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Sympathetic Women

They commenced operations by marching us round the streets of Lille in pouring rain and we soon became soaked to our skins. The French people sympathised with us as far as possible, though at the risk of their lives. One woman tried to thrust a packet of cigarettes into my hand but a brute of a guard immediately struck her in the breast with his rifle butt causing her to sink to the ground in agony. My blood boiled at this act but I was powerless to do anything. Many instances of this sort of thing happened but I am only relating what I actually saw.

The Black Hole at Lille

We were marched to Fort Macdonald on the outskirts of Lille, through the entrance gates and into a long, narrow, underground cell, dimly lighted from small windows near the top. There were 250 of us, all wet through, dog tired and hungry. There was absolutely no furniture in the cell and not room enough to lie down properly but we huddled together on the wet cement floor and slept.
During the next 48 hours we were locked in without food or any attention whatever. Those of us who could scramble to the windows could see the guards at their meals. On the third day we were given a slice of bread and a drink of cold acorn coffee. On the forth day the same rations. On the fifth day several of our mates began to show signs of collapse and many were delirious. Some had to be taken out as symptoms of typhus (which the Germans dread) had set in.
On the sixth day we were furnished with writing materials and told to write to our friends telling them of our treatment. By some process of reasoning the Germans thought that if we told our friends of the true state of affairs they would commence to agitate to have the war stopped on the Germans terms. As none of our letters told what they wanted us to tell they were simply destroyed.
A party of us were then marched out into the fresh air, after six days of confinement in this dungeon with less accommodation than would be given to a herd of pigs.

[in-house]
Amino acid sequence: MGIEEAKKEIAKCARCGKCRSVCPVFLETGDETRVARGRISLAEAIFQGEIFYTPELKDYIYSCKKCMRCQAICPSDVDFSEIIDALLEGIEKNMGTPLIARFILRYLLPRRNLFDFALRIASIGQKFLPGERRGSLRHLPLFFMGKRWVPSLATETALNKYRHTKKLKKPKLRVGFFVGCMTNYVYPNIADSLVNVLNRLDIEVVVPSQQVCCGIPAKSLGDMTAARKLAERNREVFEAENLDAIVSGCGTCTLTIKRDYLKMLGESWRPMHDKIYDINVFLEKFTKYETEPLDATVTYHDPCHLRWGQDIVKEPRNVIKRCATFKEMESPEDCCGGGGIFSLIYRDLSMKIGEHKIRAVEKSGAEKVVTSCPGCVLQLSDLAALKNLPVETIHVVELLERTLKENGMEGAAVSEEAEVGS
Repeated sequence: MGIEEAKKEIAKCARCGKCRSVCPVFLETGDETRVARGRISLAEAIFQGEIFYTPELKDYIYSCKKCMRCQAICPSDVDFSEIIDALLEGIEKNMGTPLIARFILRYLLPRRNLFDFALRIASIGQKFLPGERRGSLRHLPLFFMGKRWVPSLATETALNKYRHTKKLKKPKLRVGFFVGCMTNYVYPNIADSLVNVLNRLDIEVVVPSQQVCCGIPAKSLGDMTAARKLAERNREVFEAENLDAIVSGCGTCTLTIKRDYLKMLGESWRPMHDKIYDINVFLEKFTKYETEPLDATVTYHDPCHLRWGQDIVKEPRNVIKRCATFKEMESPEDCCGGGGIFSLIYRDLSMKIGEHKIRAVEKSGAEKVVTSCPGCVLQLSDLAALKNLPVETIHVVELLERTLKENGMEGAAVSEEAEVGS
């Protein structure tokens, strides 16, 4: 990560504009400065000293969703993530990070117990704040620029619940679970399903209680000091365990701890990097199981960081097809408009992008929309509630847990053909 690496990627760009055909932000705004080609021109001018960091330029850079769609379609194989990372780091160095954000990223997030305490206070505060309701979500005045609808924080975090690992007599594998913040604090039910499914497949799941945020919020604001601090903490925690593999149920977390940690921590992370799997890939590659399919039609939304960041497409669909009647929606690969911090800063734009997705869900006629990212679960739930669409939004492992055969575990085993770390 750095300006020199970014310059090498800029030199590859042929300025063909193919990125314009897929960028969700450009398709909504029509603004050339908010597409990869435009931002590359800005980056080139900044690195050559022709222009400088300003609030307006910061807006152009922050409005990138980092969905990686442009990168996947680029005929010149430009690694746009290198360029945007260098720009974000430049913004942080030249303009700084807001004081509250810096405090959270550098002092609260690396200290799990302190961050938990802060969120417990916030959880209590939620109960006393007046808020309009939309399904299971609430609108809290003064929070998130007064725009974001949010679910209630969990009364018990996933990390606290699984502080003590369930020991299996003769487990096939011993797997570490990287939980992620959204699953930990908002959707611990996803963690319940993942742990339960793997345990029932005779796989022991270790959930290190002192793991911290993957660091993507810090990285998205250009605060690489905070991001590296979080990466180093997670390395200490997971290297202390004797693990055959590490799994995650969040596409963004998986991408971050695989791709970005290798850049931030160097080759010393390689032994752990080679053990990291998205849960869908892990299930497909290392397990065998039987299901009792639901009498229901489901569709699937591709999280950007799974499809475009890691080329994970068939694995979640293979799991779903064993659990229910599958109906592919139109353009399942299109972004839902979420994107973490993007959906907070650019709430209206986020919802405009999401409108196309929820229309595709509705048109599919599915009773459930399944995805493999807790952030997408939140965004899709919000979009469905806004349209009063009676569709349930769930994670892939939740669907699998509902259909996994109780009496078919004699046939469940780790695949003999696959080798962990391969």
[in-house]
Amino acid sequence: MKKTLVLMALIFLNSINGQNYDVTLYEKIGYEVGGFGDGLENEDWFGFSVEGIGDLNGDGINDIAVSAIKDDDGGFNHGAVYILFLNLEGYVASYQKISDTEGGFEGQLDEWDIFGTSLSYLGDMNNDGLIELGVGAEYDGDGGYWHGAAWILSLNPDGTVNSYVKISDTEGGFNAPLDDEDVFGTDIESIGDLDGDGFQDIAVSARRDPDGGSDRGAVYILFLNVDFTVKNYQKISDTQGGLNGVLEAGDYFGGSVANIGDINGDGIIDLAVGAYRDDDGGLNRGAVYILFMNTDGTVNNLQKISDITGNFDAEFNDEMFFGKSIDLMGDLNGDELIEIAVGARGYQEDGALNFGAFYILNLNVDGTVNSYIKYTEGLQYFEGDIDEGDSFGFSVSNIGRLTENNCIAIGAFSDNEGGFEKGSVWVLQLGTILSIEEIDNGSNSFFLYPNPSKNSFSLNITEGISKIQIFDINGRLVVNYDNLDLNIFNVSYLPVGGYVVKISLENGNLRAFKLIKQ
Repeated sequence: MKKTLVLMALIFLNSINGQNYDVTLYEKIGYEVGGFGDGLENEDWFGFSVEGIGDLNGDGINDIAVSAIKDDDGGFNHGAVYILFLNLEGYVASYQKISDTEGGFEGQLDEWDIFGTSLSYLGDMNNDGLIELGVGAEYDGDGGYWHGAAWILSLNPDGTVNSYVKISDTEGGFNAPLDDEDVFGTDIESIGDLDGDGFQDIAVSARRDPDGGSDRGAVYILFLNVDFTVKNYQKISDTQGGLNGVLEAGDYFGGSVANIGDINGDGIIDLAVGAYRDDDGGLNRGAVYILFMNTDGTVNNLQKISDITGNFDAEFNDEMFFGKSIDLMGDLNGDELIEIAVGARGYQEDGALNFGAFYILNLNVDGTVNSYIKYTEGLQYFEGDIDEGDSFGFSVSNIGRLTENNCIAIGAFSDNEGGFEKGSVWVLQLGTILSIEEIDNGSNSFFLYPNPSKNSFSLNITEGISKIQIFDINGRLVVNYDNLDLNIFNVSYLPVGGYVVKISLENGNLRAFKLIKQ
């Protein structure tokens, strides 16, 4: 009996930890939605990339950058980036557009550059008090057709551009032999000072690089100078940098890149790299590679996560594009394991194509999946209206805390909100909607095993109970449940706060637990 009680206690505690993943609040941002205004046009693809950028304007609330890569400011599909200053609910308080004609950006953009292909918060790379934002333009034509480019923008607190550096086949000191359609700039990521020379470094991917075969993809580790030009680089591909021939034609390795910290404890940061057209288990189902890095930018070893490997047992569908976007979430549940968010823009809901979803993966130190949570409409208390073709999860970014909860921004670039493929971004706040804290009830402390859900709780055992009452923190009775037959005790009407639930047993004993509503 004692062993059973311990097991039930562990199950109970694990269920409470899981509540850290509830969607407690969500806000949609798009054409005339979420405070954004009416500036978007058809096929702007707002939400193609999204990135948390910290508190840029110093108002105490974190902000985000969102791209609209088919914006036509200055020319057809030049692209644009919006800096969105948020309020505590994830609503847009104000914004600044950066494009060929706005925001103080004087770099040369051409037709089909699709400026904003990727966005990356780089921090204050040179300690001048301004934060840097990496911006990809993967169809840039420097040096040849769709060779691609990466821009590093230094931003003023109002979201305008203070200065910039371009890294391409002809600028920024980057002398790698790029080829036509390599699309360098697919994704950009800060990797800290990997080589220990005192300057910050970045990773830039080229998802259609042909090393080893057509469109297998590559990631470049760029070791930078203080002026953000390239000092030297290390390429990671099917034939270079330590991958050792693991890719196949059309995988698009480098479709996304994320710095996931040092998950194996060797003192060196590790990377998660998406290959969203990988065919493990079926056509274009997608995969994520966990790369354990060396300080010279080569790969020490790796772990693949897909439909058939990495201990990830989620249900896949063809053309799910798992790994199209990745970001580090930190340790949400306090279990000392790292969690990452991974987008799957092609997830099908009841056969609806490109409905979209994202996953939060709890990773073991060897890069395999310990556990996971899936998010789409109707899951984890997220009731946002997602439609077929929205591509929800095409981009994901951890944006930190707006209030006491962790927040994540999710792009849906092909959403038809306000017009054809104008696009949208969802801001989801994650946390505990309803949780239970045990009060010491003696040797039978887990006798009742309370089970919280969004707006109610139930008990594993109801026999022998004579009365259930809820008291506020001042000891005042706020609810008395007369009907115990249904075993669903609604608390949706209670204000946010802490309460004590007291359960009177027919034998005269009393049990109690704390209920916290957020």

We were again marched through the streets of the city in an indescribable state of filth and starvation. I saw two French civilians arrested for trying to hand us food. A boy was just on the point of handing me a piece of bread when he was thrust back by the guard. I saw a padre and his flock on their knees in the street praying for us as we passed. One of our party dropped dead and was simply kicked aside and left.
After a march of about four and a half miles we came to the town of Noyelle where we were lodged in an old factory that was roofless. Here we had a few shavings on a brick floor to lie on. We stayed here a fortnight during which time we had to walk seven miles to work and the same distance back each day. Same rations as before. I saw a French woman preparing to give us a drink and a German soldier killed her with the bayonet. Smoking was strictly forbidden even if we had anything to smoke.



Frankston, Australia

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Artist's Description

Things were definitely getting grimmer for my Great Uncle Alf and his fellow POWs
This episode made me angry at the way the “Huns” treated the women who tried to help our boys.
I do not hold any gripe against the German people [My first husband’s father was conscripted for the last 3 weeks of the war as one of Hitler’s Flying messengers – he was 16!] – hence why I used the term Hun for the men who acted so brutally and unnecessarily ruthless while in this role as guard to our men.

{I cannot ask you to “Enjoy” as I usually do … <( …. instead be thankful! }

*This is why we remember them !

NB This is NOT my Fictional Writing this is an actual account written by my Great Uncle Alfred Gray following his experiences in the "Great War – 1914-1917
I take no responsibility for any offense taken by the reader of this view be that in the language used or the opinion of my Great Uncle.*

Great Uncle Alfred’s Great Adventure
In the Hands of the Hun 1 – Prelude
In the Hands of the Hun 2 – Bullecourt
In the Hands of the Hun 3 -Starved and Frozen
In the Hands of the Hun [6, 7 & 8] – behind the lines

Artwork Comments

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